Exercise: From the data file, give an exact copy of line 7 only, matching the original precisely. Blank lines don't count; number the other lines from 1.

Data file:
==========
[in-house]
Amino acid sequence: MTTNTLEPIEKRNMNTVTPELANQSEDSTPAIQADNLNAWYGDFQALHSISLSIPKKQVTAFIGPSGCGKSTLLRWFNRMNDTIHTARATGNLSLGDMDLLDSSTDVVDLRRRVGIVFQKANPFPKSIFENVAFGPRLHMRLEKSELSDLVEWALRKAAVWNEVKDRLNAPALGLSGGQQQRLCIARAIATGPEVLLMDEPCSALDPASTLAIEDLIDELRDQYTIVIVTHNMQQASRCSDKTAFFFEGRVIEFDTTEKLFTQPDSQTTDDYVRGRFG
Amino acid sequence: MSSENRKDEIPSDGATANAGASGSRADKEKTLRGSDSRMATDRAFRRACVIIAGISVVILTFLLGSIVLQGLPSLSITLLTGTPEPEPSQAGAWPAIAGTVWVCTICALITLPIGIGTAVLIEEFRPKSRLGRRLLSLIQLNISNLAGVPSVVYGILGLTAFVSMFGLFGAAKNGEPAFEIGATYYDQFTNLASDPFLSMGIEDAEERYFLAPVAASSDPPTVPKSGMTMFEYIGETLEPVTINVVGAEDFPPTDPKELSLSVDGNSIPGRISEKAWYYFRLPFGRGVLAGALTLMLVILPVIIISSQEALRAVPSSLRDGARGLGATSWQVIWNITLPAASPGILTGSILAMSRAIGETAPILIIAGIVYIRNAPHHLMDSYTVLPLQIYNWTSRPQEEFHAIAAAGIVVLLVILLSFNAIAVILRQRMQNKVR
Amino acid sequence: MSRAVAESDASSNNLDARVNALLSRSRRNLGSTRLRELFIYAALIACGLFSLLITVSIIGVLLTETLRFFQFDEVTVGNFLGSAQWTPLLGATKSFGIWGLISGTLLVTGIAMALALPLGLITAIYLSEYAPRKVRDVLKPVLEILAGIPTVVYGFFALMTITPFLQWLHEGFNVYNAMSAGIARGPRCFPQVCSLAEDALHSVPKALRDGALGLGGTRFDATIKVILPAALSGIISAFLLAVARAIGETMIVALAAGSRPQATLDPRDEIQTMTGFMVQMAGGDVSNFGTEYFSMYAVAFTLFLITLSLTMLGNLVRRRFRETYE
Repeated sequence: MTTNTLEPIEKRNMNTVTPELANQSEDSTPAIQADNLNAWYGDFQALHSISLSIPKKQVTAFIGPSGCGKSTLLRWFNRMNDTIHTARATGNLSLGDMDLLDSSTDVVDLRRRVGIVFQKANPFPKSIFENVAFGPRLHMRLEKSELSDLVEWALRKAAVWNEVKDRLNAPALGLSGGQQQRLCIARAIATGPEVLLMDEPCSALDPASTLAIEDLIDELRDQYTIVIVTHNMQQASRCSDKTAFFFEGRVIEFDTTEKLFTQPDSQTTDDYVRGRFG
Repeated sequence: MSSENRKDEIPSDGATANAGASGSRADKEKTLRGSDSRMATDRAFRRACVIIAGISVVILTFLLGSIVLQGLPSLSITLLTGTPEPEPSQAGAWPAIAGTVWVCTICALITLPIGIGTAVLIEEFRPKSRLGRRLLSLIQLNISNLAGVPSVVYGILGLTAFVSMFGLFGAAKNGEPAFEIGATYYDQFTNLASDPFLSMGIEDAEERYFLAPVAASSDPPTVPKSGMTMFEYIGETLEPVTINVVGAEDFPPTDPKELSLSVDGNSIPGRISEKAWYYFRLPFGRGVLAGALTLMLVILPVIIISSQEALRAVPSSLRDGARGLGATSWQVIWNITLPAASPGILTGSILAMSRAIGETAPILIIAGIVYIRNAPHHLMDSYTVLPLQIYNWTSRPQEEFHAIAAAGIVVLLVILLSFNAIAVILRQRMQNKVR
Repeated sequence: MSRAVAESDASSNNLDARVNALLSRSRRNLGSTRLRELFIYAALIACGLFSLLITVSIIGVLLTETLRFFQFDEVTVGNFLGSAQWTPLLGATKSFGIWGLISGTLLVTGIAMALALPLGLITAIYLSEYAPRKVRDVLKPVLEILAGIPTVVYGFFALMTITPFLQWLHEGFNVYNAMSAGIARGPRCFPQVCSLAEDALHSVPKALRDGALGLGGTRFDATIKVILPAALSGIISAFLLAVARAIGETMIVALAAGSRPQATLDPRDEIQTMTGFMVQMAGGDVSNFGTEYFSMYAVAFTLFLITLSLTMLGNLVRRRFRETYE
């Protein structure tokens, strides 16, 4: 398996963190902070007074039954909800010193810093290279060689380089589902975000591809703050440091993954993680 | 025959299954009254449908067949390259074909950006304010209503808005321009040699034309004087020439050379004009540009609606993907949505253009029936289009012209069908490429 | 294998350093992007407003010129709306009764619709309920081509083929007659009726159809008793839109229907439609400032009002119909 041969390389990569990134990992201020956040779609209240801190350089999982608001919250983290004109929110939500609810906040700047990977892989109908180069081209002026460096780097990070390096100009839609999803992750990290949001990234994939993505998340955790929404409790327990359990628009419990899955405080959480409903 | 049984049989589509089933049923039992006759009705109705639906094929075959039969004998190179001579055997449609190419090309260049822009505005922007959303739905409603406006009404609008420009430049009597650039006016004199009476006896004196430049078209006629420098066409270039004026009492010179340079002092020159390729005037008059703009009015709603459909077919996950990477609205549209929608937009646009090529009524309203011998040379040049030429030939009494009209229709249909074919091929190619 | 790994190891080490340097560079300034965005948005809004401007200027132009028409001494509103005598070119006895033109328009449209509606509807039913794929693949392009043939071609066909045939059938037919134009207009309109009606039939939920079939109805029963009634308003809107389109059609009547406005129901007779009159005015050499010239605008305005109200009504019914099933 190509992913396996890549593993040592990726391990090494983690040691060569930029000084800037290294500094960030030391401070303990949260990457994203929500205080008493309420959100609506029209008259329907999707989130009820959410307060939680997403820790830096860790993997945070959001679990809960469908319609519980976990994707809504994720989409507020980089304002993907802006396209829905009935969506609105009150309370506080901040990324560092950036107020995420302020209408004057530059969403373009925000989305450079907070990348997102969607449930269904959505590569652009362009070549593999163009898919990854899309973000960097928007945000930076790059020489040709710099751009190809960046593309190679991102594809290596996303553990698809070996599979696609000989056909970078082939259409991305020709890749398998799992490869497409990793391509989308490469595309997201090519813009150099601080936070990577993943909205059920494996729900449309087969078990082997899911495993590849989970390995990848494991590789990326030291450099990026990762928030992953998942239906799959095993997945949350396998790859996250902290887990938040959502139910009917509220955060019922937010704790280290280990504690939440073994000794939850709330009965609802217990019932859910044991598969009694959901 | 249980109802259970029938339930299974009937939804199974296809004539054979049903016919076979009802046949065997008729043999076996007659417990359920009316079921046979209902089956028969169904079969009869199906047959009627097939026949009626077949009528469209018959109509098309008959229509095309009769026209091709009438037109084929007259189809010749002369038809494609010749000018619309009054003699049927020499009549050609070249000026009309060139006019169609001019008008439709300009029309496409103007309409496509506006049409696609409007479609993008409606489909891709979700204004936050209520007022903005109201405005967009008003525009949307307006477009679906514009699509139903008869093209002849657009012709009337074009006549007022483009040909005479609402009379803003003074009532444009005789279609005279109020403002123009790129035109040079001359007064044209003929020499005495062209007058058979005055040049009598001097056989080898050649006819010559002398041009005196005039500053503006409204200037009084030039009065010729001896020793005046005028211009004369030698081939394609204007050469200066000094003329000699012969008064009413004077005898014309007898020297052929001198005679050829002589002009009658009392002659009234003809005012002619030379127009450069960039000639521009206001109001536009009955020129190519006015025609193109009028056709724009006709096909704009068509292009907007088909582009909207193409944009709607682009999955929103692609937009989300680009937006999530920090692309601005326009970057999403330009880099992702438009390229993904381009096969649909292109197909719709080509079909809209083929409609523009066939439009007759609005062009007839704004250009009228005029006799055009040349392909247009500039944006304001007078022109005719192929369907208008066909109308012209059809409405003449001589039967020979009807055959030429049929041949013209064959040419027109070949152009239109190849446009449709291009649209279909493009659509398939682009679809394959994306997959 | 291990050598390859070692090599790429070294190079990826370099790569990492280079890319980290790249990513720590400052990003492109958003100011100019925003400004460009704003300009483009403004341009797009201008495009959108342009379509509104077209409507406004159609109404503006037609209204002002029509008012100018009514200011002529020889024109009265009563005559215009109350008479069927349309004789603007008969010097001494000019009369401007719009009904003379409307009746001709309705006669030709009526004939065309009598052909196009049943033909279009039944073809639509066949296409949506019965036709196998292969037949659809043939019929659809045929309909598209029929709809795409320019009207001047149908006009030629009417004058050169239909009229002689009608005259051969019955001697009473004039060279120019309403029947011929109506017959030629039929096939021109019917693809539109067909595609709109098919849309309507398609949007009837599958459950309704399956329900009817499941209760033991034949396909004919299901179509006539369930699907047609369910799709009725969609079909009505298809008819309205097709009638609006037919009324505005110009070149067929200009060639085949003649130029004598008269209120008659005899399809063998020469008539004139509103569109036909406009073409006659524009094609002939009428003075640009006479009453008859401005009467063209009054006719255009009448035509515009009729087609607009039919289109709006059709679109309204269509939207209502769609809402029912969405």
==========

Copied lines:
Repeated sequence: MSRAVAESDASSNNLDARVNALLSRSRRNLGSTRLRELFIYAALIACGLFSLLITVSIIGVLLTETLRFFQFDEVTVGNFLGSAQWTPLLGATKSFGIWGLISGTLLVTGIAMALALPLGLITAIYLSEYAPRKVRDVLKPVLEILAGIPTVVYGFFALMTITPFLQWLHEGFNVYNAMSAGIARGPRCFPQVCSLAEDALHSVPKALRDGALGLGGTRFDATIKVILPAALSGIISAFLLAVARAIGETMIVALAAGSRPQATLDPRDEIQTMTGFMVQMAGGDVSNFGTEYFSMYAVAFTLFLITLSLTMLGNLVRRRFRETYE